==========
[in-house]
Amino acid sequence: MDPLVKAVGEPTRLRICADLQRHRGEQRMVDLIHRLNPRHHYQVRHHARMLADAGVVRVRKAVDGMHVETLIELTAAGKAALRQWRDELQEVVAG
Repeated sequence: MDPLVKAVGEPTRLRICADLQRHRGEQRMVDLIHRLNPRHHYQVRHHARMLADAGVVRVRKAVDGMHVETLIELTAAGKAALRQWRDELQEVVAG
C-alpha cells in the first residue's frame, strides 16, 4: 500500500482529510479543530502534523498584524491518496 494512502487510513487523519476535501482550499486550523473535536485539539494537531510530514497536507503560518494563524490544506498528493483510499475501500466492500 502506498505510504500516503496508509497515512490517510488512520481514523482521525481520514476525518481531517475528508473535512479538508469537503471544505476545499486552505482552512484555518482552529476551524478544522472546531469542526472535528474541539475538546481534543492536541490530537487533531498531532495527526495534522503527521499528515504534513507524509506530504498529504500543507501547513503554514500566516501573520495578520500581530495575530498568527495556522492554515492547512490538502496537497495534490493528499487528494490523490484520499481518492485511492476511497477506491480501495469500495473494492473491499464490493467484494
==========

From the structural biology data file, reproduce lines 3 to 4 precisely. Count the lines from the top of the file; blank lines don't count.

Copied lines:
Repeated sequence: MDPLVKAVGEPTRLRICADLQRHRGEQRMVDLIHRLNPRHHYQVRHHARMLADAGVVRVRKAVDGMHVETLIELTAAGKAALRQWRDELQEVVAG
C-alpha cells in the first residue's frame, strides 16, 4: 500500500482529510479543530502534523498584524491518496 494512502487510513487523519476535501482550499486550523473535536485539539494537531510530514497536507503560518494563524490544506498528493483510499475501500466492500 502506498505510504500516503496508509497515512490517510488512520481514523482521525481520514476525518481531517475528508473535512479538508469537503471544505476545499486552505482552512484555518482552529476551524478544522472546531469542526472535528474541539475538546481534543492536541490530537487533531498531532495527526495534522503527521499528515504534513507524509506530504498529504500543507501547513503554514500566516501573520495578520500581530495575530498568527495556522492554515492547512490538502496537497495534490493528499487528494490523490484520499481518492485511492476511497477506491480501495469500495473494492473491499464490493467484494